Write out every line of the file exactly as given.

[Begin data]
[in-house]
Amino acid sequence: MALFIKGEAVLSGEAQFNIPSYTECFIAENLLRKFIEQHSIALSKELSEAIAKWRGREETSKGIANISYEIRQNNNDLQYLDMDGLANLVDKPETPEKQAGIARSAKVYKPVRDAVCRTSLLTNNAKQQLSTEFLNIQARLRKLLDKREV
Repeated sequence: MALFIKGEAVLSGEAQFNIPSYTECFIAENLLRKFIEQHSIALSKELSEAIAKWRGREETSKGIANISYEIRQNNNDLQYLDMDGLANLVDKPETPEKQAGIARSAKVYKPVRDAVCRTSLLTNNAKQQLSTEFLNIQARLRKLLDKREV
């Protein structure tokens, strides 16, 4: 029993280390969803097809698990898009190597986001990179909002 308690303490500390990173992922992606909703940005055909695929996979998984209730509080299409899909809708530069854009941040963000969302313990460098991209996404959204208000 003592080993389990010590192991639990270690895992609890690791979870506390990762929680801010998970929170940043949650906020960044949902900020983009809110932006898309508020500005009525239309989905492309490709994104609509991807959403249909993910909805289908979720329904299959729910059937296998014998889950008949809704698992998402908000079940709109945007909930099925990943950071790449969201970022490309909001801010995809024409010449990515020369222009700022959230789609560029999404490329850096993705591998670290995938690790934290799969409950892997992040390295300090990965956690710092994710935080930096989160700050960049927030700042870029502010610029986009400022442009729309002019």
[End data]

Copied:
[in-house]
Amino acid sequence: MALFIKGEAVLSGEAQFNIPSYTECFIAENLLRKFIEQHSIALSKELSEAIAKWRGREETSKGIANISYEIRQNNNDLQYLDMDGLANLVDKPETPEKQAGIARSAKVYKPVRDAVCRTSLLTNNAKQQLSTEFLNIQARLRKLLDKREV
Repeated sequence: MALFIKGEAVLSGEAQFNIPSYTECFIAENLLRKFIEQHSIALSKELSEAIAKWRGREETSKGIANISYEIRQNNNDLQYLDMDGLANLVDKPETPEKQAGIARSAKVYKPVRDAVCRTSLLTNNAKQQLSTEFLNIQARLRKLLDKREV
């Protein structure tokens, strides 16, 4: 029993280390969803097809698990898009190597986001990179909002 308690303490500390990173992922992606909703940005055909695929996979998984209730509080299409899909809708530069854009941040963000969302313990460098991209996404959204208000 003592080993389990010590192991639990270690895992609890690791979870506390990762929680801010998970929170940043949650906020960044949902900020983009809110932006898309508020500005009525239309989905492309490709994104609509991807959403249909993910909805289908979720329904299959729910059937296998014998889950008949809704698992998402908000079940709109945007909930099925990943950071790449969201970022490309909001801010995809024409010449990515020369222009700022959230789609560029999404490329850096993705591998670290995938690790934290799969409950892997992040390295300090990965956690710092994710935080930096989160700050960049927030700042870029502010610029986009400022442009729309002019």